Waitangi is special, it hardly needs saying.

It is the place where Tribesman blatting around on massive noisy motorbikes are as familiar as the Crown limos ferrying ministers to the Copthorne hotel - although this year they are taking the back route just to be on the safe side.

The waters around the site where the Treaty of Waitangi was signed 177 years ago are shared by waka crews, cruise liners, Navy ships, cops in Zodiacs, jet skiis, and, this year, plenty of swimmers trying to cool off in perfect heat.

Today's events are firmly concentrated on the treaty ground and the life-affirming festivities (sugary drinks are banned) that follow the dawn service in the ceremonial national marae, which was scheduled to be attended by Deputy Prime Minister Paula Bennett.

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Sadly February 6 is also becoming the day to forget February 5 and the madness of Te Tii Marae.

February 5, the day the politicians arrive at Te Tii, has always something of cauldron and the Harawiras were often blamed.

But the fact the Harawiras are now seen as the voice of reason at Te Tii shows how far things have deteriorated.

The fact the Winston Peters is siding with the journalists who were banned also shows had bad things have become, and how good Winston is as getting a headline.

Te Tii is not a place of anarchy where there are no rules. It is a place where there are too many young men with a whiff of power create too many rules, usually issued with a hint of menace, and with no regard to the rule issued five minutes before.

They have been conflicting rules about whether local iwi can take photos there, let alone the public or the media.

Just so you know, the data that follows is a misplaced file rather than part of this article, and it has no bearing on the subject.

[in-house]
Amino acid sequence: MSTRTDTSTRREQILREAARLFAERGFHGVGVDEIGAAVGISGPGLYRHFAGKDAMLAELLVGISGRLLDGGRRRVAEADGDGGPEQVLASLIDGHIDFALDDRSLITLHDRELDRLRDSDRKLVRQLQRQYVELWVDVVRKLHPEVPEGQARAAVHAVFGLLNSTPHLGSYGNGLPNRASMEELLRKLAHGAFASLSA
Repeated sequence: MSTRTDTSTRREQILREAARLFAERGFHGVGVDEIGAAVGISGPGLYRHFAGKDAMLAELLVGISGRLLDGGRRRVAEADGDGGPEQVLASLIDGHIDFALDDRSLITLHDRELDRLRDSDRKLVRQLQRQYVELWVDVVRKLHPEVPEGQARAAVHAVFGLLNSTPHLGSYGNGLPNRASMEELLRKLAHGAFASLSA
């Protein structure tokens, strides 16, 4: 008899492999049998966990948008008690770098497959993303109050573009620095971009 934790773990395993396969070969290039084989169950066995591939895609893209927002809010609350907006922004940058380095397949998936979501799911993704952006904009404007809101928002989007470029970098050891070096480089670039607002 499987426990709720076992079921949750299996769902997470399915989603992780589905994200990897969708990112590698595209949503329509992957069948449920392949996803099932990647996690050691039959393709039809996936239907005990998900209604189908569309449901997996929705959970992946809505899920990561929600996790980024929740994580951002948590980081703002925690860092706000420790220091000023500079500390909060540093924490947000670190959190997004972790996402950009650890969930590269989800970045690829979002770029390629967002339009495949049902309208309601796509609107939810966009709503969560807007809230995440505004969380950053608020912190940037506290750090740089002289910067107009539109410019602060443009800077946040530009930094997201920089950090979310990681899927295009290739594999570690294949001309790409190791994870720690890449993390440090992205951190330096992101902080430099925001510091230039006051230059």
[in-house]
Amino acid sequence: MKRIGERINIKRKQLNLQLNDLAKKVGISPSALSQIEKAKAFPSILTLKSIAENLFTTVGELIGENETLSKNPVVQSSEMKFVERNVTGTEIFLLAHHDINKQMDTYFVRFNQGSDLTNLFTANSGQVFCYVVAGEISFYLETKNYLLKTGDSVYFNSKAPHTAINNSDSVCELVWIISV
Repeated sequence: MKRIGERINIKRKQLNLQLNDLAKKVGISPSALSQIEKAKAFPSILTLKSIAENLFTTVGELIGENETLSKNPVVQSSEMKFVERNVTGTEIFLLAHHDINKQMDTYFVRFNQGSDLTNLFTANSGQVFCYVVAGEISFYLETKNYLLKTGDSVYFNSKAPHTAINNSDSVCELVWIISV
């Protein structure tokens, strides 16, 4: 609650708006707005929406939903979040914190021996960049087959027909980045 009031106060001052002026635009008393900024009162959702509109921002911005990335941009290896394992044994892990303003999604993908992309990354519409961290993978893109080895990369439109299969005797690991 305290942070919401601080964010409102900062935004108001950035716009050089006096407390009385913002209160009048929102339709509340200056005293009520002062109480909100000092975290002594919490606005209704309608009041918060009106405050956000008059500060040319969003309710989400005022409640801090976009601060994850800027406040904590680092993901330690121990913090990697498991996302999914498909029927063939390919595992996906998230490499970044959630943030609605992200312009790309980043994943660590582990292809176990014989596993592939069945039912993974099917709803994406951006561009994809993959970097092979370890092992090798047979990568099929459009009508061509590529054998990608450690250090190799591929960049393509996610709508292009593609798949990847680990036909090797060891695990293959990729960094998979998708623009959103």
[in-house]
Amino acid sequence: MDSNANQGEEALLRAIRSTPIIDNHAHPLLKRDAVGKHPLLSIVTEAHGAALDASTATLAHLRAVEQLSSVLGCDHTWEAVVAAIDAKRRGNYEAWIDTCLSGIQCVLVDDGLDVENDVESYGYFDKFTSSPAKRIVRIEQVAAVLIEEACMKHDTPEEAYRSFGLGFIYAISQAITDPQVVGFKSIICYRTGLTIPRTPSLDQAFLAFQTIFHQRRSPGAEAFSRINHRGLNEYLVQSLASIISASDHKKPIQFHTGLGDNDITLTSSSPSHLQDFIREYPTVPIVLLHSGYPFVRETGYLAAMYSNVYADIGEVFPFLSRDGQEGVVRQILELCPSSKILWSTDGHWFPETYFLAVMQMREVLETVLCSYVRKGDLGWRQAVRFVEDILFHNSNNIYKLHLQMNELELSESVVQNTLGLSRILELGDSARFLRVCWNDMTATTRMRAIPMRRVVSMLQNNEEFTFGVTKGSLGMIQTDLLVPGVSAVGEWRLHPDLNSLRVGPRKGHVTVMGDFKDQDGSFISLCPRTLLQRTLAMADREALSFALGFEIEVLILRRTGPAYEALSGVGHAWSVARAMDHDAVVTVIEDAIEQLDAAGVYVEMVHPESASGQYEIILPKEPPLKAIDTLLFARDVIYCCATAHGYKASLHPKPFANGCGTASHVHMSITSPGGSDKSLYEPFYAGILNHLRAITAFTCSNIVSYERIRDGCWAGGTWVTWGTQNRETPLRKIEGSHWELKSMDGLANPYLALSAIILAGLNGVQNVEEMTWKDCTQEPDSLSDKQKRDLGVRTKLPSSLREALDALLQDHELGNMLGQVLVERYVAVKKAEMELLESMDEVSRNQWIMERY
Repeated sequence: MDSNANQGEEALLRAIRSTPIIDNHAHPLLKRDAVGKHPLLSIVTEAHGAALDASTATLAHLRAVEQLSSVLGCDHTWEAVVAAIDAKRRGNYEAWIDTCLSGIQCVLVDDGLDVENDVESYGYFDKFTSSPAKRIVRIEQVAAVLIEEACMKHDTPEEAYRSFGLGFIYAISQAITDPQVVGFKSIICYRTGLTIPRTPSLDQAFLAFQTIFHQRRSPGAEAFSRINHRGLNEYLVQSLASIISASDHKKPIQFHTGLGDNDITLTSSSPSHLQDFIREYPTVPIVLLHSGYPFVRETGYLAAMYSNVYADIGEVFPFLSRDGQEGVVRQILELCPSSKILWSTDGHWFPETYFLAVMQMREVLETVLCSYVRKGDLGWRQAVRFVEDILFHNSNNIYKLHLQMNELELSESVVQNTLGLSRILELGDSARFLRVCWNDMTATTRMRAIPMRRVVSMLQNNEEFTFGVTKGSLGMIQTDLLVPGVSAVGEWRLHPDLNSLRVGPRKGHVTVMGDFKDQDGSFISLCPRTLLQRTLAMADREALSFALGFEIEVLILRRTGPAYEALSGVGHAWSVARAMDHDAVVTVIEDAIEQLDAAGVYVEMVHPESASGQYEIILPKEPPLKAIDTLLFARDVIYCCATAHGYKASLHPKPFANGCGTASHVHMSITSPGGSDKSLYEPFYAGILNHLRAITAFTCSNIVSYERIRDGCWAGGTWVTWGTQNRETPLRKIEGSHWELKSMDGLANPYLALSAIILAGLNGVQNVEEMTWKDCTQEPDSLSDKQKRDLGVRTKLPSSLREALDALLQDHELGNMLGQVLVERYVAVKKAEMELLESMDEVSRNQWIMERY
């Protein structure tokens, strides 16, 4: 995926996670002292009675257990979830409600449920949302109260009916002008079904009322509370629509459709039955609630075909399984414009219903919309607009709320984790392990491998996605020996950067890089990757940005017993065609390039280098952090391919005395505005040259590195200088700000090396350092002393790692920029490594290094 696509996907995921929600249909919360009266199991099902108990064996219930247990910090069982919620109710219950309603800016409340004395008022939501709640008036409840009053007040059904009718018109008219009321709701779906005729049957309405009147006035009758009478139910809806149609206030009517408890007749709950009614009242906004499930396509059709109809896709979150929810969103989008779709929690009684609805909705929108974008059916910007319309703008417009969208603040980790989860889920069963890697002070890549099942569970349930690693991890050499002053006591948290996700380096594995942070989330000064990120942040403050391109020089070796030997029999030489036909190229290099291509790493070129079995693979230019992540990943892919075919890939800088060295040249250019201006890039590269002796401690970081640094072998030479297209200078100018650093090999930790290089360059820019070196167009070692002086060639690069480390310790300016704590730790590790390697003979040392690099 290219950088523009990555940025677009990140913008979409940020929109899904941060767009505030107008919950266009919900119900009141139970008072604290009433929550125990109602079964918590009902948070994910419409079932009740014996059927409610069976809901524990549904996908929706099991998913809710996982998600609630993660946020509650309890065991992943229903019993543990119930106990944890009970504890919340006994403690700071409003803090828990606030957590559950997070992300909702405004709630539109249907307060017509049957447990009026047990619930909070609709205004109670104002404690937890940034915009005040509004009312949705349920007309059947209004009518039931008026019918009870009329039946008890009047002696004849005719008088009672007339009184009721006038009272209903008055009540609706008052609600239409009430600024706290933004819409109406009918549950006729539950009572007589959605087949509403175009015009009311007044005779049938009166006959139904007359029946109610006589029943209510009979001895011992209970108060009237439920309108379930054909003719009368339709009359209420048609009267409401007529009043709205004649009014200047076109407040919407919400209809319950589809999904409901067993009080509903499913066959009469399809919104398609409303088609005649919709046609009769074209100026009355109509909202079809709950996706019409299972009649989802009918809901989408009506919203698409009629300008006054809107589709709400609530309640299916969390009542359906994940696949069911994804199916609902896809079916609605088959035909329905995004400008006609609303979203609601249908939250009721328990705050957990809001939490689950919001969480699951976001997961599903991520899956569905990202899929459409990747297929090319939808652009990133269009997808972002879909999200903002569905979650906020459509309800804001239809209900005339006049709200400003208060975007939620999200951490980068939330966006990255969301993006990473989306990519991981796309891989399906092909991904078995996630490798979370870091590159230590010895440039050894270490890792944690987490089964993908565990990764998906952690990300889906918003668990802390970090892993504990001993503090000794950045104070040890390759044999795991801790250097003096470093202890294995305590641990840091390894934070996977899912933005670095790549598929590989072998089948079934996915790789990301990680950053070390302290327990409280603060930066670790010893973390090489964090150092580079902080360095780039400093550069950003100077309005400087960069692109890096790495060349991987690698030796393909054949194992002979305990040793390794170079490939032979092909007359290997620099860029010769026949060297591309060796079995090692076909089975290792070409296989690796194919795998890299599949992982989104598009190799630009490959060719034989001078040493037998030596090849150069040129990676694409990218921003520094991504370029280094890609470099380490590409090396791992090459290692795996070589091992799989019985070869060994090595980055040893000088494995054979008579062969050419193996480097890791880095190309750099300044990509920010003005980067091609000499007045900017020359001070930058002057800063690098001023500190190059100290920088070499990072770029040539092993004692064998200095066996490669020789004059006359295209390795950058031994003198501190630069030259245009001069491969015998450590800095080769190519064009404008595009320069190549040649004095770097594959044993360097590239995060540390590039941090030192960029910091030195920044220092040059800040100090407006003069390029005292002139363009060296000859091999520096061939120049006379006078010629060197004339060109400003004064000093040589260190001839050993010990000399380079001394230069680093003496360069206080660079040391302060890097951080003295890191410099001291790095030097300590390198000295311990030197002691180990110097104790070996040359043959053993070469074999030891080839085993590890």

In the mismanagement of its Waitangi hosting duties, Te Tii Marae has united virtually all of the north's political rivals: Shane Jones, Kelvin Davis, Pita Paraone, Peeni Henare, Hone Harawira and Winston Peters.

All have said things have to change there. After Waitangi is over this year, Harawira says he will help them to sort out what went wrong but, wisely, he did not want to get caught up in the midst of the chaos this year.

Yesterday's political forum could have been a showcase event for the marae - the leaders of most political parties turned up to talk Maori politics.

But the only people privileged enough to hear the korero were the 60 or so people in the audience.

A couple of young women journalists from Newstalk ZB were allowed to sit near the forum tent but they were forbidden from working - no recordings of what was being said, not even any notes to be taken.

They could listen from a distance, try to remember what was said, and then scurry over to the tent out of sight of the Te Tii hosts to file a few paragraphs about what was said.
They were told that if they took out their iPhones, it was be confiscated and they would be issued with a trespass order.

Andrew Little emerged from the forum talking tough, suggesting he might not turn up to Te Tii next year if the ban on media coverage persisted.

Peters wasn't going to waste a year making a decision or an hour of his life talking to that lot.

He and his caucus headed back towards the Copthorne to contemplate the happier events of today.